Section 3. The members shall be elected for overlapping terms. Clifton Abernathy, Jr. shall serve district 1, Harry W. Drake shall serve district 2, Goldsby Tucker shall serve district 3, and John B. Stokes shall serve district 4. Members of the governing body in districts 2 and 3 shall be elected at the general election held in 1976. Members of district one and four shall be elected at the general election held in 1974; each member shall take office on the first Monday after the second Tuesday in January next following their election. All members of the governing body shall serve for four year terms.

  

Section 4. All laws or parts of laws which conflict with this act are repealed.

  

Section 5. This act shall become effective immediately upon its passage and approval by the Governor, or upon its otherwise becoming a law.

  

Approved August 27, 1973.

  

Time: 5:35 P.M.

   APPENDIX G

  112

  Act No. 98 S.J.R. 12-Givhan

  SENATE JOINT RESOLUTION

  WHEREAS legislation has been proposed and, with the support of the President, is expected to be introduced in the United States Congress within the next few days for the purpose of providing federal registrars in the South to enroll negro voters; and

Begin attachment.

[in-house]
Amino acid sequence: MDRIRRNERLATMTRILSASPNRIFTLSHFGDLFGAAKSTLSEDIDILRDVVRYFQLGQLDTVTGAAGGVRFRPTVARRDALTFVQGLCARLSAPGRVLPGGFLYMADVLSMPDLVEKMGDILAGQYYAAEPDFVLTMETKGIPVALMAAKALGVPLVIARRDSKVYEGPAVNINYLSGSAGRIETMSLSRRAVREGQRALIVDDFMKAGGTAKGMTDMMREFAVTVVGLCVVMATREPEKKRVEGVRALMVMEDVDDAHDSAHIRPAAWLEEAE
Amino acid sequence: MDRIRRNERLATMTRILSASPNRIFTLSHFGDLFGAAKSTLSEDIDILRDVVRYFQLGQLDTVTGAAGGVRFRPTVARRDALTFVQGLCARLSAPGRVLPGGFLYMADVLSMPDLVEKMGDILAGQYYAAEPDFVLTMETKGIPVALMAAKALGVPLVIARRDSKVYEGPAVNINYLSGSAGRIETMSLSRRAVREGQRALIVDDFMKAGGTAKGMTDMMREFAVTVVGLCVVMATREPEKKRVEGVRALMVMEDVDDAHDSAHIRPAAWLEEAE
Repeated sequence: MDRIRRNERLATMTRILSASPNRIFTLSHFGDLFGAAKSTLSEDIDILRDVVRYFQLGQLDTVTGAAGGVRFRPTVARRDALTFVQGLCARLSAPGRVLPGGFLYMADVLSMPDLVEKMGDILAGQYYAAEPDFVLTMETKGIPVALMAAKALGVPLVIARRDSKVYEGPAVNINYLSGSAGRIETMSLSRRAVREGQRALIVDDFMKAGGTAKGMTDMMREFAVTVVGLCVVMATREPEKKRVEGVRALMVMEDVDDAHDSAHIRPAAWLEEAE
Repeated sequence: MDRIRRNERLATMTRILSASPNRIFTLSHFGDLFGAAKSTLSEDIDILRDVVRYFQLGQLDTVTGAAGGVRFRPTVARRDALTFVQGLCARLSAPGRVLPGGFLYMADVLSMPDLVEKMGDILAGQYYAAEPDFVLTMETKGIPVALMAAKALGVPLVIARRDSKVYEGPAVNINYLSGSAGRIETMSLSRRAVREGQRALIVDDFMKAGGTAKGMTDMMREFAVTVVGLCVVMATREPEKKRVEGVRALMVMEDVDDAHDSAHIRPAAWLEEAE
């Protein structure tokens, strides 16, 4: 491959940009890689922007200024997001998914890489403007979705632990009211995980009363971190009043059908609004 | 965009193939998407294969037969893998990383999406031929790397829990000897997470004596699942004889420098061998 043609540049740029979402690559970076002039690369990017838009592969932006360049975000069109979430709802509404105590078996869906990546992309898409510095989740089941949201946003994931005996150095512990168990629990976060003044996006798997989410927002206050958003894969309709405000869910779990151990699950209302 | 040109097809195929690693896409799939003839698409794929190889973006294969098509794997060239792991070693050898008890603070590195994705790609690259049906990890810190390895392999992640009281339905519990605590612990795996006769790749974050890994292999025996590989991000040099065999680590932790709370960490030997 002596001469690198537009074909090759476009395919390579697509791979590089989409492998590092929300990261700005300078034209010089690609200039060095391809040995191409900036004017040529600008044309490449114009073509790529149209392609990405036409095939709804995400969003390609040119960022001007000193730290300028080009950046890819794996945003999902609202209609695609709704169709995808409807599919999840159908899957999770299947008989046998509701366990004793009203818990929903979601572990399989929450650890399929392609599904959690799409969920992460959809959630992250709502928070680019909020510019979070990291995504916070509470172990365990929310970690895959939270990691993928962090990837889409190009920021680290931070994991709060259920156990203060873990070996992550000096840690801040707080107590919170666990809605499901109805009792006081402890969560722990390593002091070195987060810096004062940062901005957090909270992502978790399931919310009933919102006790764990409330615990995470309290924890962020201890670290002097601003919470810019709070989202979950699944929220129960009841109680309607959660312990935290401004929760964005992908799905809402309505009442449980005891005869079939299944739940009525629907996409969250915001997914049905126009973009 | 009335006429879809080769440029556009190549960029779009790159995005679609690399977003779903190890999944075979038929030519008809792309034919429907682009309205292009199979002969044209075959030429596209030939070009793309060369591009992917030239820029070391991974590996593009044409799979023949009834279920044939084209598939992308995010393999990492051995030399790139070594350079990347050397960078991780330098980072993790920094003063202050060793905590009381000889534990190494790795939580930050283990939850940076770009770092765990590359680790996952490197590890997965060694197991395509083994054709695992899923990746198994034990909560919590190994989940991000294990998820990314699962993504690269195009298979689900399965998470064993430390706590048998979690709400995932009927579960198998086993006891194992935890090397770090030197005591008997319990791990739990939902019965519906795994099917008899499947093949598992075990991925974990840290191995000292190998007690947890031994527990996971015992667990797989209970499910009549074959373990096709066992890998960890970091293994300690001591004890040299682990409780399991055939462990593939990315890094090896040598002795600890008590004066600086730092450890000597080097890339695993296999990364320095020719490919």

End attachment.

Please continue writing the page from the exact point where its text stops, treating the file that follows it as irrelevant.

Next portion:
WHEREAS great strides have been made in Alabama, and are continuing to be made, to enroll all qualified voters regardless of race, which policy is fair, just, and equitable. In contrast, Martin Luther King and his so-called "Improvement Society" together with outside agitators, communist sympathizers, and well meaning, but socially ignorant crusaders, have skillfully laid the ground work for such a vicious piece of legislation by stirring up strife and dissension in this area in particular and throughout this country generally; and

  WHEREAS to provide federal registrars in any state would serve but to strip the local officials, who are best able to judge a voter's qualifications, of all power, authority, and duty, and to reduce such state to a mere geographic non-entity; and

  WHEREAS the policy of registering persons of limited education and little or no qualifications would not only nullify efforts made in behalf of better race relations, but would lead to many serious problems which might well be the beginning of another period of reconstruction resulting in a national tragedy; now therefore

  BE IT RESOLVED BY THE LEGISLATURE OF ALABAMA, BOTH HOUSES THEREOF CONCURRING, That this body respectfully requests each member of Alabama's delegation in the United States Congress to use every effort and all means available to prevent this vicious proposal from being presented to Congress, and to redouble their efforts to defeat it if it is so introduced.

  BE IT FURTHER RESOLVED That copies of this resolution be sent to Senators Hill and Sparkman and to Representatives George Andrews, Glenn Andrews, John Buchanan, W. L. Dickinson, Jack Edwards, R. E. Jones, Jim Martin, and Armistead Selden, Jr.

  Approved March 22, 1965.

  Time: 3:59 P.M.